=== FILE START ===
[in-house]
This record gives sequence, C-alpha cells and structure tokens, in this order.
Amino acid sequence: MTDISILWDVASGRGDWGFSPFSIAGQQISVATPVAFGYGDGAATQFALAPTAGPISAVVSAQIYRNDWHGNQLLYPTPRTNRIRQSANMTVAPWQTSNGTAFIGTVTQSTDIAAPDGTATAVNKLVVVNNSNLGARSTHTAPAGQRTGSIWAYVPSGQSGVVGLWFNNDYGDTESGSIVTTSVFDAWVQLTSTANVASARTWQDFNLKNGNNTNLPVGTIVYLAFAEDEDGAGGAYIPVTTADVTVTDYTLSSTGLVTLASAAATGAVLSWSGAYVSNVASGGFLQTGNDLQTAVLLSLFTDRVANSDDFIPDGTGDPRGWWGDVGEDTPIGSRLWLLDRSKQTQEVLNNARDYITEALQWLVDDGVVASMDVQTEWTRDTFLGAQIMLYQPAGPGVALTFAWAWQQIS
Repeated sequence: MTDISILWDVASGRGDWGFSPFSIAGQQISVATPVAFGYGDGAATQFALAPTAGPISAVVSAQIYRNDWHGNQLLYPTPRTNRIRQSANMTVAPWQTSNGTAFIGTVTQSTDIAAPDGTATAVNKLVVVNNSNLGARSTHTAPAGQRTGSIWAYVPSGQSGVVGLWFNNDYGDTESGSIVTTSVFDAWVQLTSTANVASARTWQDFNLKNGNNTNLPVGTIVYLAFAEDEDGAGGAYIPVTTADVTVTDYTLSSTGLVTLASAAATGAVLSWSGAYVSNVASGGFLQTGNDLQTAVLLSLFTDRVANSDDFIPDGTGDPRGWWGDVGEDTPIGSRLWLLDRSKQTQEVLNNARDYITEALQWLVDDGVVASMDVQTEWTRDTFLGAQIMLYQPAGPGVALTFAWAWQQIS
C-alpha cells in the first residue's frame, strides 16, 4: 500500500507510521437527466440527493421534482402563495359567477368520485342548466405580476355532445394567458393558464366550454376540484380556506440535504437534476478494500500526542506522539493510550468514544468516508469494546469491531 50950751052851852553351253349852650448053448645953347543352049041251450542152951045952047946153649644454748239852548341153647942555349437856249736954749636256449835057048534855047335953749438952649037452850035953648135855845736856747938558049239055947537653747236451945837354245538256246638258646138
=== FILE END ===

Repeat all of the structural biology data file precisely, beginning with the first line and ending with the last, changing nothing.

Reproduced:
[in-house]
This record gives sequence, C-alpha cells and structure tokens, in this order.
Amino acid sequence: MTDISILWDVASGRGDWGFSPFSIAGQQISVATPVAFGYGDGAATQFALAPTAGPISAVVSAQIYRNDWHGNQLLYPTPRTNRIRQSANMTVAPWQTSNGTAFIGTVTQSTDIAAPDGTATAVNKLVVVNNSNLGARSTHTAPAGQRTGSIWAYVPSGQSGVVGLWFNNDYGDTESGSIVTTSVFDAWVQLTSTANVASARTWQDFNLKNGNNTNLPVGTIVYLAFAEDEDGAGGAYIPVTTADVTVTDYTLSSTGLVTLASAAATGAVLSWSGAYVSNVASGGFLQTGNDLQTAVLLSLFTDRVANSDDFIPDGTGDPRGWWGDVGEDTPIGSRLWLLDRSKQTQEVLNNARDYITEALQWLVDDGVVASMDVQTEWTRDTFLGAQIMLYQPAGPGVALTFAWAWQQIS
Repeated sequence: MTDISILWDVASGRGDWGFSPFSIAGQQISVATPVAFGYGDGAATQFALAPTAGPISAVVSAQIYRNDWHGNQLLYPTPRTNRIRQSANMTVAPWQTSNGTAFIGTVTQSTDIAAPDGTATAVNKLVVVNNSNLGARSTHTAPAGQRTGSIWAYVPSGQSGVVGLWFNNDYGDTESGSIVTTSVFDAWVQLTSTANVASARTWQDFNLKNGNNTNLPVGTIVYLAFAEDEDGAGGAYIPVTTADVTVTDYTLSSTGLVTLASAAATGAVLSWSGAYVSNVASGGFLQTGNDLQTAVLLSLFTDRVANSDDFIPDGTGDPRGWWGDVGEDTPIGSRLWLLDRSKQTQEVLNNARDYITEALQWLVDDGVVASMDVQTEWTRDTFLGAQIMLYQPAGPGVALTFAWAWQQIS
C-alpha cells in the first residue's frame, strides 16, 4: 500500500507510521437527466440527493421534482402563495359567477368520485342548466405580476355532445394567458393558464366550454376540484380556506440535504437534476478494500500526542506522539493510550468514544468516508469494546469491531 50950751052851852553351253349852650448053448645953347543352049041251450542152951045952047946153649644454748239852548341153647942555349437856249736954749636256449835057048534855047335953749438952649037452850035953648135855845736856747938558049239055947537653747236451945837354245538256246638258646138